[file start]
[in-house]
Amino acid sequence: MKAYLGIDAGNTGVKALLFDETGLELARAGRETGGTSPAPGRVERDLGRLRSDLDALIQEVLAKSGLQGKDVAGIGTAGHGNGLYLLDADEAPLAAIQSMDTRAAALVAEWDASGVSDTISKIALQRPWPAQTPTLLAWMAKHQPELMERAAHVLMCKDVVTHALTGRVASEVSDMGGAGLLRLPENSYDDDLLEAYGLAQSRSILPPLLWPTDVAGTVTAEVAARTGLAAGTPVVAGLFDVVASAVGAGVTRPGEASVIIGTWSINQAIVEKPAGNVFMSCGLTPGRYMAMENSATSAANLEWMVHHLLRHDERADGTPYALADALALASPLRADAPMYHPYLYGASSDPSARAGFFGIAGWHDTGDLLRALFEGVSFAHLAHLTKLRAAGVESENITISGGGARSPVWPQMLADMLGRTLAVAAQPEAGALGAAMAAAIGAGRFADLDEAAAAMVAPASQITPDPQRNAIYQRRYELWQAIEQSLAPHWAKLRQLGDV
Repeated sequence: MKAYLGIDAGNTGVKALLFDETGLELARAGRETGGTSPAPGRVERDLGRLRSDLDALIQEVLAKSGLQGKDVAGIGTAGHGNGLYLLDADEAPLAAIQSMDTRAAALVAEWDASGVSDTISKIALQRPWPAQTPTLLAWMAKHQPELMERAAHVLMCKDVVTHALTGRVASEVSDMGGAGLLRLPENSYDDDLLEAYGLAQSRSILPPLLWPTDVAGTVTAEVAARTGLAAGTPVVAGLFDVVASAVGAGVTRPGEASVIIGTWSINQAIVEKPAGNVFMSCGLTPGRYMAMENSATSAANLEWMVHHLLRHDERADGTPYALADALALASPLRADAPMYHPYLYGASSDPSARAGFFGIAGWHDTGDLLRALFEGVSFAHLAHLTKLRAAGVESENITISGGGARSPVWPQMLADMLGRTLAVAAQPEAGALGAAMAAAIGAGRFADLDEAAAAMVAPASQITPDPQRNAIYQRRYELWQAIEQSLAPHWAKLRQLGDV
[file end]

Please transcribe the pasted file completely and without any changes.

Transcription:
[in-house]
Amino acid sequence: MKAYLGIDAGNTGVKALLFDETGLELARAGRETGGTSPAPGRVERDLGRLRSDLDALIQEVLAKSGLQGKDVAGIGTAGHGNGLYLLDADEAPLAAIQSMDTRAAALVAEWDASGVSDTISKIALQRPWPAQTPTLLAWMAKHQPELMERAAHVLMCKDVVTHALTGRVASEVSDMGGAGLLRLPENSYDDDLLEAYGLAQSRSILPPLLWPTDVAGTVTAEVAARTGLAAGTPVVAGLFDVVASAVGAGVTRPGEASVIIGTWSINQAIVEKPAGNVFMSCGLTPGRYMAMENSATSAANLEWMVHHLLRHDERADGTPYALADALALASPLRADAPMYHPYLYGASSDPSARAGFFGIAGWHDTGDLLRALFEGVSFAHLAHLTKLRAAGVESENITISGGGARSPVWPQMLADMLGRTLAVAAQPEAGALGAAMAAAIGAGRFADLDEAAAAMVAPASQITPDPQRNAIYQRRYELWQAIEQSLAPHWAKLRQLGDV
Repeated sequence: MKAYLGIDAGNTGVKALLFDETGLELARAGRETGGTSPAPGRVERDLGRLRSDLDALIQEVLAKSGLQGKDVAGIGTAGHGNGLYLLDADEAPLAAIQSMDTRAAALVAEWDASGVSDTISKIALQRPWPAQTPTLLAWMAKHQPELMERAAHVLMCKDVVTHALTGRVASEVSDMGGAGLLRLPENSYDDDLLEAYGLAQSRSILPPLLWPTDVAGTVTAEVAARTGLAAGTPVVAGLFDVVASAVGAGVTRPGEASVIIGTWSINQAIVEKPAGNVFMSCGLTPGRYMAMENSATSAANLEWMVHHLLRHDERADGTPYALADALALASPLRADAPMYHPYLYGASSDPSARAGFFGIAGWHDTGDLLRALFEGVSFAHLAHLTKLRAAGVESENITISGGGARSPVWPQMLADMLGRTLAVAAQPEAGALGAAMAAAIGAGRFADLDEAAAAMVAPASQITPDPQRNAIYQRRYELWQAIEQSLAPHWAKLRQLGDV